In 2007, the one single audio component to capture my heart completely was undoubtedly the Craz Rack and Ohio XL+2 vibration control platforms so meticulously engineered by Silent Running Audio (SRA). Quite simply, these two products have changed my entire perspective on the subject of vibration control (complete review forthcoming.) The basic idea is simple: different audio devices must have tailor-made vibration control devices due to differences in weight distribution and composition of chassis materials. For example, a chassis made of wood will have very different resonance properties than one made from steel. As a result, a tailored-made specific solution must be applied. If one doesn't buy into this concept, ask yourself this: "Can I replace the suspension system of my Toyota limousine with another suspension system from, say, Mercedes or Porsche?"

It is pretty common amongst audiophiles to rely on heavy wood or steel/aluminum platforms for their beloved components. In the past, this included me. Kevin at SRA is a serious scientist who worked for the US Navy in the field of resonance-control technology. I learned a lot from him through our many email correspondences. In particular, I know for sure now how weight/mass alone never presents a complete solution to tackling the propagation of vibrational energy. Can you not feel the ground shake long before the train arrives at the station? Iron tracks, concrete foundations, tons of soil – none of it is enough.

Of course, tailor-made solutions are costly by definition since they imply custom commissions - but they always work. To what extent these supports have transformed my audio systems is beyond verbal descriptions. I have know of the importance of vibration control for years. 4 years ago, I bought the Master Reference Rack by Finite Element with their heavy-duty Cerabases installed as grounding feet. Many consider this to be the industry reference. I admired the improvements it brought to my system all along - until the arrival of the Craz Rack and Ohio XL+2 platforms which simply belong into an altogether more exalted class of performance improvements. (My setup below.)

Components atop the SRA Craz rack and the Ohio XL+2 platforms peel away layers of noise mist you didn't notice before. There is so much more ambience surrounding lower and mid-bass notes. The contour of bass lines becomes much cleaner than before without sacrificing weight and control. On piano recordings, the amount of information in-between each musical notes is presented with fluency and articulation at the same time. I am not referring to a complete blackening of the background noises. These equipment isolators simply have the ability to sort out the mechanically induced dirt from the music without robbing the latter of its life. Soundstage fanatics will be enormously rewarded by these groundbreaking mechanical control instruments as they can now see through the Z-axis in a continuous manner. This is not the type of broken-up soundstage usually characterized by the fixation of puppet-like musical objects within a specific area of air. Instead, the communications among musician amidst the acoustic characteristics of the recording venue become vividly obvious. The micro movements of the musicians alongside subtle ambience nuances are fully exposed. The sound of applause during intervals of live concerts is another major improvement. Even the rhythm of hands clapping is resolved to no longer sound like firecrackers.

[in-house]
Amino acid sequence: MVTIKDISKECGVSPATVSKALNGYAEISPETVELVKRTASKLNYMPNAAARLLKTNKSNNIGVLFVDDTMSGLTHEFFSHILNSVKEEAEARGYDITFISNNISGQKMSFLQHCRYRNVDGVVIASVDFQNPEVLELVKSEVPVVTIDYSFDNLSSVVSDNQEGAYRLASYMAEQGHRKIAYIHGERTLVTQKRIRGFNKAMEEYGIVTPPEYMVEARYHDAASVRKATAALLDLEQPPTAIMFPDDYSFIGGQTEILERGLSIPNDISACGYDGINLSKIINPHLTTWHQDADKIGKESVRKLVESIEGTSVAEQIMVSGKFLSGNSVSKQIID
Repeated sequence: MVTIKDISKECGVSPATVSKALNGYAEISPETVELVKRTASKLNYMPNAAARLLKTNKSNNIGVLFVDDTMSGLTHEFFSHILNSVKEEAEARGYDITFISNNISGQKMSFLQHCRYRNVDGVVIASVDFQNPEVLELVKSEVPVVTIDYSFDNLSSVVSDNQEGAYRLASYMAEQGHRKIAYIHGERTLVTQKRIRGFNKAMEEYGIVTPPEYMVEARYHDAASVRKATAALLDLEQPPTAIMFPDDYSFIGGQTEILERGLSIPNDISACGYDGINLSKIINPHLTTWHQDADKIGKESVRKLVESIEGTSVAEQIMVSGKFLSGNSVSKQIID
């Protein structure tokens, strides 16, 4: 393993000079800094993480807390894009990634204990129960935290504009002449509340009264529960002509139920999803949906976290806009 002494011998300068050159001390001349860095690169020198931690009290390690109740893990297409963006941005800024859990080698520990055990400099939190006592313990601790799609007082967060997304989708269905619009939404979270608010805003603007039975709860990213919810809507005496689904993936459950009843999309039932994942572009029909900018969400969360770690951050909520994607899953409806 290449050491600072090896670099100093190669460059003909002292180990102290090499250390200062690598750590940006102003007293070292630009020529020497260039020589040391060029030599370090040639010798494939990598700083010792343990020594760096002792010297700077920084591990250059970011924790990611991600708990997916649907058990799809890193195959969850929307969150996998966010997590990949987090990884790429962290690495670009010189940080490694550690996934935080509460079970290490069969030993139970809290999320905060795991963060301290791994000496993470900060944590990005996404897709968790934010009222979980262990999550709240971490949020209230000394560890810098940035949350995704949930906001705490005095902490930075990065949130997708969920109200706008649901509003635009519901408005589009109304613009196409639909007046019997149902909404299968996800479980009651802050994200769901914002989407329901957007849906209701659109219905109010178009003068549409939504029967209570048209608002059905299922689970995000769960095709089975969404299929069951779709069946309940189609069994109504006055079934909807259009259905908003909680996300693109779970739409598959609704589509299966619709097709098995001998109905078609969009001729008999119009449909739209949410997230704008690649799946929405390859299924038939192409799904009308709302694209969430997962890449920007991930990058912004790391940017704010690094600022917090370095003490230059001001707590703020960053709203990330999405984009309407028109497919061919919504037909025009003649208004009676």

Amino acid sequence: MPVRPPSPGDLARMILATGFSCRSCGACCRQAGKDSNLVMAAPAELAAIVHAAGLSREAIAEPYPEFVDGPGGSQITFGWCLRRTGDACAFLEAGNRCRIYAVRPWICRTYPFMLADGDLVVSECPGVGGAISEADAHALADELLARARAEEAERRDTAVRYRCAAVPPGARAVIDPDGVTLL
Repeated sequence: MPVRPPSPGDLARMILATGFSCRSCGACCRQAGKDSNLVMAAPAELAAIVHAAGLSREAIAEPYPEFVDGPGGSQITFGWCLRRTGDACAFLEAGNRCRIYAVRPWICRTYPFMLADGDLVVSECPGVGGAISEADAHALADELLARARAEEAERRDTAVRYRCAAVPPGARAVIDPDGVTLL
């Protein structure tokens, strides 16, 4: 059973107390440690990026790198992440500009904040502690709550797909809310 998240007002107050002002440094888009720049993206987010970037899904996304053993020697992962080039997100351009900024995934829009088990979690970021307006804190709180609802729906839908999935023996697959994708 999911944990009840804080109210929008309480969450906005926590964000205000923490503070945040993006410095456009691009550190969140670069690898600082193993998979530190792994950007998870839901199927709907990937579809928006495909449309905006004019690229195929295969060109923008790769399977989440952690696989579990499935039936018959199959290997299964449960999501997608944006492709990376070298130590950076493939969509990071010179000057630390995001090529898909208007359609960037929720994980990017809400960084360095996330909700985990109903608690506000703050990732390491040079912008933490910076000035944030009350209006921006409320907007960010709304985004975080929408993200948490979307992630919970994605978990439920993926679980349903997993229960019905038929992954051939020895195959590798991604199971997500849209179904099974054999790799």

All of my audio comrades who previously did not believe in the magic of SRA now own at least one SRA Ohio XL+2 platform (Marvel's system above). I regard those devices as an absolute necessity for anyone serious about getting the most from their systems. The SRAs are not audio accessories but instrument-grade devices. The change between with and without Ohio XL+2 underneath is a night and day difference (I tried hard to avoid this trite phrase but in the end, I simply could not). Whenever I plan on changing a component now, I always think of changing the corresponding Ohio XL+2 platforms underneath. Just like the magic of Franck Tchang's Acoustic Resonators, once you know that resonances exist, you simply cannot leave them unattended. After almost a year of living with Silent Running Audio, I can now always easily detect the vibrational noises of the floor and component enclosures when systems lack vibration control instruments from SRA.

The Da Vinci Audio Labs Grandezza amplification system was another unique experience this year. It redefines my subjective understanding of musicality. It is neither of the Jadis type of romanticism nor Linn's genteel approach. The final replacement of the muRata super tweeters with the custom-tailored super tweeter by UK firm AudioSmile (review to be submitted soon), to match the HF frequency response characteristics both on and off axis with the Supravox widebander installed in the Da Vinci Intonation speaker, has brought me to an esoteric level of musical enjoyment. I cannot say it is the best out there but it has grown into a system that is truly unique in its interpretation of music despite the significant costs of acquiring the necessary components.

Apart from the price of the Da Vinci system, there are the sheer size of its components coupled to the limited flexibility of hardware matching with other brands (Da Vinci voices top to bottom with their own components including the speakers). Hence I believe it more appropriate to select SRA's Ohio XL+2 and Craz rack as my personal Favorite Discoveries of 2007. In fact, the groundbreaking musical performance of the Da Vinci system would be severely undermined were it not served by Ohio XL+2 vibration control platforms underneath the armada of Grandezza amplification enclosures.